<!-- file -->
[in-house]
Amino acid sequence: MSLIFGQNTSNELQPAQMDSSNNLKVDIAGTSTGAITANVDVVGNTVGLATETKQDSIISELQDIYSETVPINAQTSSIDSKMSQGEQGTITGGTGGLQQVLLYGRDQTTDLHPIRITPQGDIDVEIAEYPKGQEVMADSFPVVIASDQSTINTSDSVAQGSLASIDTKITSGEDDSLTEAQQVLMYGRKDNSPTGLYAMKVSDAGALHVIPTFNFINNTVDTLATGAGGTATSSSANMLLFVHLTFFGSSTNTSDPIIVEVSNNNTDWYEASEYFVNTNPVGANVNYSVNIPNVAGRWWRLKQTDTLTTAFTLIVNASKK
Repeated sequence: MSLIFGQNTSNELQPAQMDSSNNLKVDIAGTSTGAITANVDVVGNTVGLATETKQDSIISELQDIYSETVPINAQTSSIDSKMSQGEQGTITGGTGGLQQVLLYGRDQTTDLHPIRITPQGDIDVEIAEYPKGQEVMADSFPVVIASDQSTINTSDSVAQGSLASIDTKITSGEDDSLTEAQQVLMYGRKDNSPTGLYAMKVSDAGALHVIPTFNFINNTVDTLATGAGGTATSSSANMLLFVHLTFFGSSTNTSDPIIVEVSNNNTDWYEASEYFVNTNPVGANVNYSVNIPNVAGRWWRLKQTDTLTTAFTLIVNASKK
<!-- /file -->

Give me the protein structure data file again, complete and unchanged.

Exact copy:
[in-house]
Amino acid sequence: MSLIFGQNTSNELQPAQMDSSNNLKVDIAGTSTGAITANVDVVGNTVGLATETKQDSIISELQDIYSETVPINAQTSSIDSKMSQGEQGTITGGTGGLQQVLLYGRDQTTDLHPIRITPQGDIDVEIAEYPKGQEVMADSFPVVIASDQSTINTSDSVAQGSLASIDTKITSGEDDSLTEAQQVLMYGRKDNSPTGLYAMKVSDAGALHVIPTFNFINNTVDTLATGAGGTATSSSANMLLFVHLTFFGSSTNTSDPIIVEVSNNNTDWYEASEYFVNTNPVGANVNYSVNIPNVAGRWWRLKQTDTLTTAFTLIVNASKK
Repeated sequence: MSLIFGQNTSNELQPAQMDSSNNLKVDIAGTSTGAITANVDVVGNTVGLATETKQDSIISELQDIYSETVPINAQTSSIDSKMSQGEQGTITGGTGGLQQVLLYGRDQTTDLHPIRITPQGDIDVEIAEYPKGQEVMADSFPVVIASDQSTINTSDSVAQGSLASIDTKITSGEDDSLTEAQQVLMYGRKDNSPTGLYAMKVSDAGALHVIPTFNFINNTVDTLATGAGGTATSSSANMLLFVHLTFFGSSTNTSDPIIVEVSNNNTDWYEASEYFVNTNPVGANVNYSVNIPNVAGRWWRLKQTDTLTTAFTLIVNASKK